Naturally Ease Irritable Bowel Syndrome Symptoms

During a study conducted in 2003, 71-percent of irritable bowel syndrome sufferers who participated in the study reported to have improved symptoms after undergoing an hour-long hypnosis session once a week for 12 weeks. This shows that medical hypnosis could be an effective treatment for those patients who are tired of taking prescription pills.

Treat Hot Flashes

Women who are suffering from postmenopausal symptoms may find relief through hypnosis. A 2012 study took postmenopausal women who said they experiences at least 50 hot flashes every week and had them undergo medical hypnosis. The results showed that 74-percent of the participants said that 5 weekly hypnosis sessions reduce the amount of hot flashes they experienced.

Eases Pain

The most well-known benefit of medical hypnosis is its ability to ease pain. Several studies have been conducted and they all show that hypnosis is effective at relieving pain caused by a wide array of medical conditions, including cancer, arthritis and fibromyalgia.

Calms Nerves

Another well-known benefit of hypnosis is the nerve calming properties it has. In fact, it has shown useful to relax and relieve anxieties experience before medical procedures, such as surgeries, giving birth or scans. However, more research is needed before medical hypnosis can claim to treat generalized anxiety disability, or anxiety that is related to a personality trait rather than a certain or specific event.

No matter what your preconceived notions about hypnosis are, it has proven time and time again to be a useful tool in the medical industry as well as an alternative treatment options for various issues.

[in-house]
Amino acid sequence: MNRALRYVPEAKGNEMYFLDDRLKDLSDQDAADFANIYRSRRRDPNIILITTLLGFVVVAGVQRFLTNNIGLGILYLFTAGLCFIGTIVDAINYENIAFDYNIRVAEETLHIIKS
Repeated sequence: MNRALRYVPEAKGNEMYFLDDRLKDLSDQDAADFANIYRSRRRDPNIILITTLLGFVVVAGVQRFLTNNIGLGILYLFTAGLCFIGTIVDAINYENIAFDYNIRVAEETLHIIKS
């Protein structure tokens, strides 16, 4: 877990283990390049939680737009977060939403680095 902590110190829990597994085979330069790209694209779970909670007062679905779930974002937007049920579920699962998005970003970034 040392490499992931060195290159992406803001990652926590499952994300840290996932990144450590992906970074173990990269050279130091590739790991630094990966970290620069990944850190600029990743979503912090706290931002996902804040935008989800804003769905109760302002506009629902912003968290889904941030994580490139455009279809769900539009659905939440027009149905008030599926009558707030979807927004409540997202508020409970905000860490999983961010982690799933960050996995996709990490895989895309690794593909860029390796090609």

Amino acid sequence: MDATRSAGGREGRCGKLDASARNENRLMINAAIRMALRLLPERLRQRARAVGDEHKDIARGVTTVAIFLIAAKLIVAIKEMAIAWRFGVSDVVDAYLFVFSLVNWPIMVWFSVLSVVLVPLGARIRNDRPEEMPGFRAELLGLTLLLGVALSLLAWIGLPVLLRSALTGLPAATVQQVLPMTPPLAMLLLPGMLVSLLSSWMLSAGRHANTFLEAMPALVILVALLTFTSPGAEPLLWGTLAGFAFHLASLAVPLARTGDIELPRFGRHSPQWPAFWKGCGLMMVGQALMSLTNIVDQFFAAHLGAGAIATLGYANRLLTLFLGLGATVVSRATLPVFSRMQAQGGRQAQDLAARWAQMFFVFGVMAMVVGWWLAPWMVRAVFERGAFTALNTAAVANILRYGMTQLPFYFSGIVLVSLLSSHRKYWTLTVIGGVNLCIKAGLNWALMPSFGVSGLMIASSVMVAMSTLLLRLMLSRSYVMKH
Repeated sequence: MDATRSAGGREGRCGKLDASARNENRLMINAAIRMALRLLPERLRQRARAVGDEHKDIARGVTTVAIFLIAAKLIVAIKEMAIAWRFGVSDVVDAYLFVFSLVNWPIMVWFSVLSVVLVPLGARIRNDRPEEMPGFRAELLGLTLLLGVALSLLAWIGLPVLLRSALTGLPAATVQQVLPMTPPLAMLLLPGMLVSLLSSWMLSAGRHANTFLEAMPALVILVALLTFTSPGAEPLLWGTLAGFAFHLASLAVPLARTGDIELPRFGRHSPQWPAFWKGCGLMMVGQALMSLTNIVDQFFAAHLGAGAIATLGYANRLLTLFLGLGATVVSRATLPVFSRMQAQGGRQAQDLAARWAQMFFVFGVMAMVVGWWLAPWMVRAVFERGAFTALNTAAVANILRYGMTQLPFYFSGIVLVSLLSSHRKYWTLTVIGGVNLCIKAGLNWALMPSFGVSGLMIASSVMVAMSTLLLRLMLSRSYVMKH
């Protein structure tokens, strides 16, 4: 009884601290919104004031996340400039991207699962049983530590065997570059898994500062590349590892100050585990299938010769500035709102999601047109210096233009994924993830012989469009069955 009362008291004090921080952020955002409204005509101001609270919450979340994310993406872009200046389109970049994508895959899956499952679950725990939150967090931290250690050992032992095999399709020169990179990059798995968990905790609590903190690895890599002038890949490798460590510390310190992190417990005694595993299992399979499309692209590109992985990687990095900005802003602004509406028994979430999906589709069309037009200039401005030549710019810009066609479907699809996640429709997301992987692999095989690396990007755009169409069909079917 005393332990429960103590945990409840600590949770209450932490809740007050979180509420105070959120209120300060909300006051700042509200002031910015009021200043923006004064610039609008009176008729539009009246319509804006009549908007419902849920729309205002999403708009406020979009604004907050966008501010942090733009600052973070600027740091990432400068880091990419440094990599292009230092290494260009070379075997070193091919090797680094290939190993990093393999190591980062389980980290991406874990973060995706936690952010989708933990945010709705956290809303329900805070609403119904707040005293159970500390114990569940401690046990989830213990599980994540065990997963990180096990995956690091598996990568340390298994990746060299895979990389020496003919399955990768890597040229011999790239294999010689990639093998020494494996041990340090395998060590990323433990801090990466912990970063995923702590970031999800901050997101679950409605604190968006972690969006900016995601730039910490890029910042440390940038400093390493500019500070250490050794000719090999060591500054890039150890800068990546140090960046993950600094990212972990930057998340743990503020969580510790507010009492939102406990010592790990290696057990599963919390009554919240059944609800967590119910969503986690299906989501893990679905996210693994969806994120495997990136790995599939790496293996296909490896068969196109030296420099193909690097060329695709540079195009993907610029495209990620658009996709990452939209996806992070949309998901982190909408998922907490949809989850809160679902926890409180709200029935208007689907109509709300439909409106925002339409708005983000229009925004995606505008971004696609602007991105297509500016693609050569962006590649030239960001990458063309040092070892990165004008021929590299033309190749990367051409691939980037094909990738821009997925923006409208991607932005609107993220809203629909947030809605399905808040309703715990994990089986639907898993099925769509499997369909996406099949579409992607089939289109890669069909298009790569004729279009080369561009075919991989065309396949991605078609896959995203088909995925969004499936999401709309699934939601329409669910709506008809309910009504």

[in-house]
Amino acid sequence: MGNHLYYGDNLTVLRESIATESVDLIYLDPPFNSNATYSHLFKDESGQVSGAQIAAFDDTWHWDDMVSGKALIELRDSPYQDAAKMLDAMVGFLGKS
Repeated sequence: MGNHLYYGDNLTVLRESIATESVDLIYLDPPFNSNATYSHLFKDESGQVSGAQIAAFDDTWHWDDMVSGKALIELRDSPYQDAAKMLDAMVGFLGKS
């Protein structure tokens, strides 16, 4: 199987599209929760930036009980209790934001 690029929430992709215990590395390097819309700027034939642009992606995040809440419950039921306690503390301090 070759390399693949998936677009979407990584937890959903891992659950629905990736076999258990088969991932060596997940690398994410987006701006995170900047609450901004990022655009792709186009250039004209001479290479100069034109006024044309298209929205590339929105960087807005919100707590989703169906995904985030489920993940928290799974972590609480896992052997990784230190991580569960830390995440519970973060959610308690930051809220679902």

Thursday, 1 October 2015

Workplace Bullying – Cause for Increase in Suicidal Thoughts

Workplace bullying occurs when an employee is continuously mistreated by his colleagues and counter parts in the workplace that mostly psychologically and sometimes physically affects him or her. Research has shown in most of the cases that the perpetrator is someone who is more senior and holds more power over the victim.

A study in Norway suggests that people who are victims of bullying at the workplace are more likely to consider suicide than those who do not experience an unfriendly work environment. Researchers conducted a survey using a sample of around 1846 employees and kept track them from 2005 – 2010. This study showed that although less than 5% of them showed suicidal tendencies during that time, the chances that they were likely to do show these signs after being bullied became double.

According to leading study conducted by the author Morten Birkeland Nielsen of the National Institute of Occupational Health and the University of Bergen, which shows how bullying is linked to suicidal thoughts. The perception of being bullied on the working place comes before suicidal intentions and is not an result.

Around the world at least 800,000 people commit suicide, making it the leading cause of deaths, which is more worrying according to the researchers. The researchers note that most of the suicide attempts are linked with psychiatric disorders, most people with mental health disorders do not usually take their own lives and they are forced to do that. According to them, the connection between bullying and suicidal thoughts is somewhat like the chicken and the egg – it is tough to decide which of them came first.

To solve this mystery, he surveyed some workers in 2005, 2007 and 2010 and asked them about their workplace environment and mental health. The researchers defined three main features of workplace bullying – the victim must be at the end of the unwanted social behavior, he must be exposed to it for a long period of time; where the occurrence and intensity increases and the victim must feel that they cannot escape from the situation. During the study, the average number of workers who reported bullying was 4.2% - 4.6%, while the occurrence of suicidal thoughts was from 3.9% - 4.9%. No major differences were reported on the basis of sex or age.